The Sunday porch: Cherry Spring, Texas

North (back) side of Rode-Kothe House, Cherry Spring, Gillespie County, Texas, May 29, 1936, by Richard MacAllister for an Historic American Buildings Survey (HABS), via Library of Congress Prints and Photographs Division (all three photos).

South (front) side of house.

The HABS says the limestone house was at least partly built in 1855 by German immigrant Dietrich Rode. (He completed it in 1879.) Rode was one of the founders of nearby Fredericksburg, as well as Cherry Spring.  He was also a lay Lutheran minister and a teacher, first in his students’ homes at night and then on the second floor of his ranchhouse shown here.

Detail of front porch.

The house may still stand near Christ Lutheran Church, which Rode helped found, but I cannot find a current picture of it.

The HABS says the building was “[s]ited to dominate its surroundings.”

The Sunday porch: Georgia

House with picket fence, man and dog seated on the porch.“[H]ouse with picket fence, man and dog seated on porch and a dog lying on the sidewalk,” Georgia, ca. 1899, photographer unknown, via Library of Congress Prints and Photographs Division.

This photo was in one of the several albums depicting African-American life that W. E. B. Du Bois compiled to exhibit at the 1900 Paris World’s Fair.

Click on the image for a little better view.

Tilba Tilba portrait

“Charlie Ferguson’s sister,” Tilba Tilba, New South Wales, ca. 1895, by William Henry Corkhill, via Trove of the National Library of Australia.

I love this formal pose in front of a vegetable garden — and it’s very typical of the photographer’s work.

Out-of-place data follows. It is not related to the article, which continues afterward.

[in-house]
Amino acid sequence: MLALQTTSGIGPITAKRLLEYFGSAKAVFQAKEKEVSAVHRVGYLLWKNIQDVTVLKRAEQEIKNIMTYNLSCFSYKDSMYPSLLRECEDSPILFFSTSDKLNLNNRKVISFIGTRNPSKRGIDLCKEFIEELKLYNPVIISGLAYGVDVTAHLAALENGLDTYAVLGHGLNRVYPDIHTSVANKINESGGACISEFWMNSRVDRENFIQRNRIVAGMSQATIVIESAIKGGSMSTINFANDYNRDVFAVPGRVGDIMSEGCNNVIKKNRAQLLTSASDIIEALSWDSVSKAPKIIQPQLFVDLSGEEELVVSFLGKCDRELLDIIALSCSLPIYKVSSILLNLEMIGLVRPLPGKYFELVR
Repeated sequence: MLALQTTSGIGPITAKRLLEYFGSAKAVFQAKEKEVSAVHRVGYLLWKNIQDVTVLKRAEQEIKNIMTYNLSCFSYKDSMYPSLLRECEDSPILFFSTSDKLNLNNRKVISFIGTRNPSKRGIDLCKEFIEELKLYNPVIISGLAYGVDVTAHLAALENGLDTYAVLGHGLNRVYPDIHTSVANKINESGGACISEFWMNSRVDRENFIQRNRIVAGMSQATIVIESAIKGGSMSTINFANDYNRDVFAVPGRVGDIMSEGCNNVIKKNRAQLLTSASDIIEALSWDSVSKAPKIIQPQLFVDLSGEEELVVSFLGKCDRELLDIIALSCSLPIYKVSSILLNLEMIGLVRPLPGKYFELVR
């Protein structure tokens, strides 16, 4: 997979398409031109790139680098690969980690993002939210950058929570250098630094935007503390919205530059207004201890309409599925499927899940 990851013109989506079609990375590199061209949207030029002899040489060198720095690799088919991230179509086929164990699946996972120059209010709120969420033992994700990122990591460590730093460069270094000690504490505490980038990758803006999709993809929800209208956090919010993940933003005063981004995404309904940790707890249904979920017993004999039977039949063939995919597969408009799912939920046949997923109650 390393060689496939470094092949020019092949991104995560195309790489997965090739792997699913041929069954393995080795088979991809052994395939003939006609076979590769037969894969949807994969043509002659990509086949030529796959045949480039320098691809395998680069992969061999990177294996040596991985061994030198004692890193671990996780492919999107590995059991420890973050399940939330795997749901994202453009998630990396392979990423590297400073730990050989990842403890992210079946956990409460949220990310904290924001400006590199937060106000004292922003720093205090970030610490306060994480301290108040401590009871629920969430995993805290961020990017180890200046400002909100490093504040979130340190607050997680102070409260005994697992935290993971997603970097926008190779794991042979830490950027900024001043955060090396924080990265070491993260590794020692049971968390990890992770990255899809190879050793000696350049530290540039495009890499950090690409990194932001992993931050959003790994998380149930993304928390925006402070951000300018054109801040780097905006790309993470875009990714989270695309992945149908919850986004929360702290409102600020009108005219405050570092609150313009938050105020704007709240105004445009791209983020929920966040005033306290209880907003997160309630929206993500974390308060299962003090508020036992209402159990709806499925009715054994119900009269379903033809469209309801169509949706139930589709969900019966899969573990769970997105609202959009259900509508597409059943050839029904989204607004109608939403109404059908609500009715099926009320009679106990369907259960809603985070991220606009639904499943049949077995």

“Charlie Ferguson and William (Wallaga) Arthur Mead with an unidentified man. Click to enlarge.

Corkhill was an amateur who took thousands of pictures of his prosperous dairy farming community between 1890 and 1910.

His images were rediscovered in 1975, when his daughter gave his surviving glass plate negatives to the National Library. Among the 840 that could still be printed were portraits of family and neighbors of a “special intensity and intimacy,” according to the book, Taken at Tilba.

For the natural light, Corkhill had to work outside, in gardens and farmyards. But he often posed his subjects as if they were in a studio, with small tables, chairs, and books. His backdrops were sometimes shrubs and flowers, but he also seemed satisfied with rough fences, water tanks, or the space between two farm sheds. Occasionally, the sitters look a little amused by the process, but the photographer’s approach is not ironic.

“Corkhill’s familiarity with and affection for his subjects is evident . . . and imbues his photographs with a strange combination of authority and informality. He has a rather casual approach to the backgrounds in his portraits, as if his familiarity with the scenes he records makes him impervious to some of their oddities,” according to his biography on the Library’s website.

You can click on the linked titles below to see more of his pictures, or you can browse through the online catalog here.

Woman with a dog
Woman by a cane table
Daisy Mead
Boy by a chair
Mrs. Elizabeth Kendall Bate, aged about 83
Man sitting in a garden
Two young men
Frank Stanley Griffiths
Corkhill’s wife and their children
Byrnes family
Young woman by a table
Two children
Two young men

Life in gardens: Pennsylvania

Library Company of Philadelphia 3

A family in front of their Pennsylvania home, between 1890 and 1901, by The United States View Company, via Library Company of Philadelphia Commons on flickr.

The United States View Company of Richfield, Pennsylvania, was established in the 1890s. Like several similar businesses — as well as hundreds of independent itinerant photographers — its employees traveled to small towns and took pictures of people posing in front of their homes or other local landmark buildings.

Click on the image above to enlarge it.